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Election Day results cause more glee than Christmas

November 12, 2002|by TIM ROWLAND

The day after Election Day, I chanced upon a longtime political operative out at the gym. When he saw me, he got a big grin on his face and said, "Boy, did you hit the jackpot."

I tried to maintain a dignified countenance as I nodded my head, just once. "Yes," I said solemnly. "Yes, I did."

But to myself I was going Attention Deficit Disorder-turbo. I was like a kid who got too many toys for Christmas and doesn't know which one to play with first.

Ronald Reagan's famous litmus test was "are you better off than you were four years ago?"

Oh yes, I am. At all levels. County Commissioner? Are you kidding me? Let's see, just glancing down the list, Doris Nipps, for one, doesn't like the public spotlight and doesn't like attention.

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Hi, Dori.

Heeeeeere's Timmy!

And trading in John Schnebly for John Munson? In four years, Schnebly never gave me jack. He guarded against a wrong move more carefully than a beach ball at a porcupine picnic.

I thought, maybe, perhaps, the armor might be starting to chink when I noticed quotes in the paper where he was talking about himself in the third person. From O.J. Simpson to Bob Dole, talking about yourself in the third person is usually a good sign that the old Firestones are starting to come off the Explorer.

But then boom, Schnebly walked away from public office without realizing his potential.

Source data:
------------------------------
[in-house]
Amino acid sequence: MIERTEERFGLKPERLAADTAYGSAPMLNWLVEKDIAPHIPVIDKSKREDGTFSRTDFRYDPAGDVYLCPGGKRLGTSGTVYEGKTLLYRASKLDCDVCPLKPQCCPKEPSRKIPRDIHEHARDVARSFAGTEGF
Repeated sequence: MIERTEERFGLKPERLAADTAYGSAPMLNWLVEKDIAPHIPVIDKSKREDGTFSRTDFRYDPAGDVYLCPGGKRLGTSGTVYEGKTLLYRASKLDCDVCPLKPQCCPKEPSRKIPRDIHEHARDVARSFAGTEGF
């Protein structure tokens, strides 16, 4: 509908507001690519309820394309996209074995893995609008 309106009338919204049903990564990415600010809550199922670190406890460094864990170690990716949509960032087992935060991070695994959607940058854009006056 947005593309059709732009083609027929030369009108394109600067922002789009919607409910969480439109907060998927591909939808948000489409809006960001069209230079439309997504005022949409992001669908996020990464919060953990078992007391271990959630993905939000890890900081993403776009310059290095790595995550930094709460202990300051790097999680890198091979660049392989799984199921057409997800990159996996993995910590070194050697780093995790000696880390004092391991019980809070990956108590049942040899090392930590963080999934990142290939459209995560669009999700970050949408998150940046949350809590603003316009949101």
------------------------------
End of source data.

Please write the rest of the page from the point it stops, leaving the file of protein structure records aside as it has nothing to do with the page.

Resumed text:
What with all the John Howard litigation, now that Munson is in, a full 40 percent of the commissioners are suing themselves. That's gold. I'm praying he develops into one of those folks who says what he thinks without overduly burdening himself by thinking about what he says.

So if Munson wants to say that we should lay off county employees to pay off the sewer debt or that the lights in the North High parking lot should be turned off overnight to save a little money, I've got his back.

I'm not going to allow some member of "academia" with a lot of "credentials" to try to turn it around by saying the lights actually save money by discouraging vandals. Oh really, what is there in a parking lot to vandalize? Besides, of course, the lights?

Speaking of crime, you have to love Washington County voters. Outside of taxes, what's the biggest beef Republicans have with Democrats? That's right, being soft on crime. So in the contested races, who was the one and only Democrat we elected to countywide office? That's right, the sheriff.

By the way, bad career move on the parts of Bert Iseminger and David Russo, two erstwhile Republicans who felt as if their chances for election might be heightened if they switched to Democrat.

Talk about going off the high board after they've drained the pool, in a year when all you had to do to win was paint an "R" on your chest and say "Me no tax," riding the donkey was like a kiss from Tony Soprano.

Just look at these numbers (Democrats, cover your eyes): McKee 10,215/Perini 3,442; Shank 7,734/Russo 2,949; Don Munson 23,602/Newby 9,842. Munson himself had more votes than the Democratic candidates did in delegate districts 1C, 2A, 2B, 2C and 3B COMBINED.

Bob McKee had a theory about Election 2002: "Nice won, arrogance lost."

So how does this explain Alex Mooney?

But numbers don't lie; this wasn't an election, this was 49ers-Broncos, 1990. And it happened all across the country. I knew it was going to be a hard night for the Party of Whatshisname when I switched over to CNN and saw James Carville looking depressed. I'd seen him mad, irritable, uppity, jubilant, swashbuckling, angry, tumultuous, peevish, gregarious, bellicose, incredulous, thunderstruck, livid and outraged - but never depressed.

I hope he snaps out of it. He's the only thing left about national politics that I still enjoy.

Tim Rowland is a Herald-Mail columnist.

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